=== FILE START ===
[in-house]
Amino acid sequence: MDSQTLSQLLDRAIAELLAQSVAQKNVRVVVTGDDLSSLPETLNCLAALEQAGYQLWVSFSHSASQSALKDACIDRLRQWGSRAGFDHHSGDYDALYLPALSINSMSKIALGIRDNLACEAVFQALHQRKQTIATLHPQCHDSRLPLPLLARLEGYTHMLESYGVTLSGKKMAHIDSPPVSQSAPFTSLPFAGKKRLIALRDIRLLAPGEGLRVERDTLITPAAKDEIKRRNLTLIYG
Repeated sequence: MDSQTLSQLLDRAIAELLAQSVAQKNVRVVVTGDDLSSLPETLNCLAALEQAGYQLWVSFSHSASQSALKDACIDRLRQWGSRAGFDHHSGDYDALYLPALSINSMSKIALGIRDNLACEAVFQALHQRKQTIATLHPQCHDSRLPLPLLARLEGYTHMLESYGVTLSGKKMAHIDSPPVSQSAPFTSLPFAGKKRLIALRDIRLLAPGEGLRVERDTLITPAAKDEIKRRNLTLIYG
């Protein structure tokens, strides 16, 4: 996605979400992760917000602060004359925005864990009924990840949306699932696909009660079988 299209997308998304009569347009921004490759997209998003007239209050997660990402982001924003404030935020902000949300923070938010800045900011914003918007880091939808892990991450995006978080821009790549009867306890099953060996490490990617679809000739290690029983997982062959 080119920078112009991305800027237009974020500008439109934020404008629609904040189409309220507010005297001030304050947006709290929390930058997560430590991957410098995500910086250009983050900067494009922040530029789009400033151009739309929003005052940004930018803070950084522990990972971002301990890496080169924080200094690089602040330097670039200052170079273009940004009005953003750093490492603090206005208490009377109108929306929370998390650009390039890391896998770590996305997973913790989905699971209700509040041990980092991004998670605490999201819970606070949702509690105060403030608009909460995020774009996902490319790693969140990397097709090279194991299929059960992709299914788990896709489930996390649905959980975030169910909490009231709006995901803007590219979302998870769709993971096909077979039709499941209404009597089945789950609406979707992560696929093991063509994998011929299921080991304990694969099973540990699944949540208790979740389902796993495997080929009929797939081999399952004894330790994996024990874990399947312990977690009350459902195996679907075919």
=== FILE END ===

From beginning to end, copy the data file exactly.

[in-house]
Amino acid sequence: MDSQTLSQLLDRAIAELLAQSVAQKNVRVVVTGDDLSSLPETLNCLAALEQAGYQLWVSFSHSASQSALKDACIDRLRQWGSRAGFDHHSGDYDALYLPALSINSMSKIALGIRDNLACEAVFQALHQRKQTIATLHPQCHDSRLPLPLLARLEGYTHMLESYGVTLSGKKMAHIDSPPVSQSAPFTSLPFAGKKRLIALRDIRLLAPGEGLRVERDTLITPAAKDEIKRRNLTLIYG
Repeated sequence: MDSQTLSQLLDRAIAELLAQSVAQKNVRVVVTGDDLSSLPETLNCLAALEQAGYQLWVSFSHSASQSALKDACIDRLRQWGSRAGFDHHSGDYDALYLPALSINSMSKIALGIRDNLACEAVFQALHQRKQTIATLHPQCHDSRLPLPLLARLEGYTHMLESYGVTLSGKKMAHIDSPPVSQSAPFTSLPFAGKKRLIALRDIRLLAPGEGLRVERDTLITPAAKDEIKRRNLTLIYG
């Protein structure tokens, strides 16, 4: 996605979400992760917000602060004359925005864990009924990840949306699932696909009660079988 299209997308998304009569347009921004490759997209998003007239209050997660990402982001924003404030935020902000949300923070938010800045900011914003918007880091939808892990991450995006978080821009790549009867306890099953060996490490990617679809000739290690029983997982062959 080119920078112009991305800027237009974020500008439109934020404008629609904040189409309220507010005297001030304050947006709290929390930058997560430590991957410098995500910086250009983050900067494009922040530029789009400033151009739309929003005052940004930018803070950084522990990972971002301990890496080169924080200094690089602040330097670039200052170079273009940004009005953003750093490492603090206005208490009377109108929306929370998390650009390039890391896998770590996305997973913790989905699971209700509040041990980092991004998670605490999201819970606070949702509690105060403030608009909460995020774009996902490319790693969140990397097709090279194991299929059960992709299914788990896709489930996390649905959980975030169910909490009231709006995901803007590219979302998870769709993971096909077979039709499941209404009597089945789950609406979707992560696929093991063509994998011929299921080991304990694969099973540990699944949540208790979740389902796993495997080929009929797939081999399952004894330790994996024990874990399947312990977690009350459902195996679907075919």